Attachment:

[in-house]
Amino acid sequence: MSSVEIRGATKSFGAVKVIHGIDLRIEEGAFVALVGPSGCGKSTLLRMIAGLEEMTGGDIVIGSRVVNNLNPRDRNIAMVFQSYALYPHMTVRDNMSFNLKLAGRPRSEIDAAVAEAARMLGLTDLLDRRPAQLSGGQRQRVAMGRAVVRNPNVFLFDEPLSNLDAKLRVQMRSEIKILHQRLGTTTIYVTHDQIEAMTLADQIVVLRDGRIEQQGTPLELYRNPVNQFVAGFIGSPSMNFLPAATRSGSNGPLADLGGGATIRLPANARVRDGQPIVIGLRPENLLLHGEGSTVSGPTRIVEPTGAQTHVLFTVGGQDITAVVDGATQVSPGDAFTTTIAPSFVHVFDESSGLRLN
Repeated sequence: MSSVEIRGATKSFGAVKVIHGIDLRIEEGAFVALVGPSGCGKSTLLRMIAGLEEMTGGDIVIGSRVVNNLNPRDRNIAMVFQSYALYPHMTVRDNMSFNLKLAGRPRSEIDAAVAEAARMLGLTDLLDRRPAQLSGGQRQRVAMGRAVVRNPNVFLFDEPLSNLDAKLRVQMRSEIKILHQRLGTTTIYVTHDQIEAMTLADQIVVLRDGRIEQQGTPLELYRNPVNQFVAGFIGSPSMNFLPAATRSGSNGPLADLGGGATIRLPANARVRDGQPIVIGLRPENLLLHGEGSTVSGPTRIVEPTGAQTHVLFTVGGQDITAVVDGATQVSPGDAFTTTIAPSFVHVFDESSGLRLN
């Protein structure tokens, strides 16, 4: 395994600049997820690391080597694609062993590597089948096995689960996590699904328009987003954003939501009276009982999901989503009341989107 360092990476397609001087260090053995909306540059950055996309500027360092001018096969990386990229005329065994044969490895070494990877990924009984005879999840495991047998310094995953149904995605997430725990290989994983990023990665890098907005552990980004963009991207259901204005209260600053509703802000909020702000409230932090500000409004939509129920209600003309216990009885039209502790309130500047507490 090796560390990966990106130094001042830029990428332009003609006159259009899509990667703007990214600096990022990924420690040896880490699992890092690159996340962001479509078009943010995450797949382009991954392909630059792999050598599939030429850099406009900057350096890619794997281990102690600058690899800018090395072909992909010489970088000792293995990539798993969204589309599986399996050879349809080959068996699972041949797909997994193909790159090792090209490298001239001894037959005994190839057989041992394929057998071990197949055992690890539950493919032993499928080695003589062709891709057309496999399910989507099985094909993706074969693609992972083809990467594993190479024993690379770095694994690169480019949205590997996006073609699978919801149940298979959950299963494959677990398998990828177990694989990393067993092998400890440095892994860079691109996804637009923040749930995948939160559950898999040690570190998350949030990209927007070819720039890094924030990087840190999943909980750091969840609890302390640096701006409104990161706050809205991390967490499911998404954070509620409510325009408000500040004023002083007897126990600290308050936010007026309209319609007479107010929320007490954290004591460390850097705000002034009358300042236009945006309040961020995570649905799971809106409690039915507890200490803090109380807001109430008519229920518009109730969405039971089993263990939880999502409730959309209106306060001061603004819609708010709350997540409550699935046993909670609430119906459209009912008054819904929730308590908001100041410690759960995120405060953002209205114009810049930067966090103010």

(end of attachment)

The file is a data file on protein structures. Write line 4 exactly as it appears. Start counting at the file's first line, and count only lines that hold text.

């Protein structure tokens, strides 16, 4: 395994600049997820690391080597694609062993590597089948096995689960996590699904328009987003954003939501009276009982999901989503009341989107 360092990476397609001087260090053995909306540059950055996309500027360092001018096969990386990229005329065994044969490895070494990877990924009984005879999840495991047998310094995953149904995605997430725990290989994983990023990665890098907005552990980004963009991207259901204005209260600053509703802000909020702000409230932090500000409004939509129920209600003309216990009885039209502790309130500047507490 090796560390990966990106130094001042830029990428332009003609006159259009899509990667703007990214600096990022990924420690040896880490699992890092690159996340962001479509078009943010995450797949382009991954392909630059792999050598599939030429850099406009900057350096890619794997281990102690600058690899800018090395072909992909010489970088000792293995990539798993969204589309599986399996050879349809080959068996699972041949797909997994193909790159090792090209490298001239001894037959005994190839057989041992394929057998071990197949055992690890539950493919032993499928080695003589062709891709057309496999399910989507099985094909993706074969693609992972083809990467594993190479024993690379770095694994690169480019949205590997996006073609699978919801149940298979959950299963494959677990398998990828177990694989990393067993092998400890440095892994860079691109996804637009923040749930995948939160559950898999040690570190998350949030990209927007070819720039890094924030990087840190999943909980750091969840609890302390640096701006409104990161706050809205991390967490499911998404954070509620409510325009408000500040004023002083007897126990600290308050936010007026309209319609007479107010929320007490954290004591460390850097705000002034009358300042236009945006309040961020995570649905799971809106409690039915507890200490803090109380807001109430008519229920518009109730969405039971089993263990939880999502409730959309209106306060001061603004819609708010709350997540409550699935046993909670609430119906459209009912008054819904929730308590908001100041410690759960995120405060953002209205114009810049930067966090103010």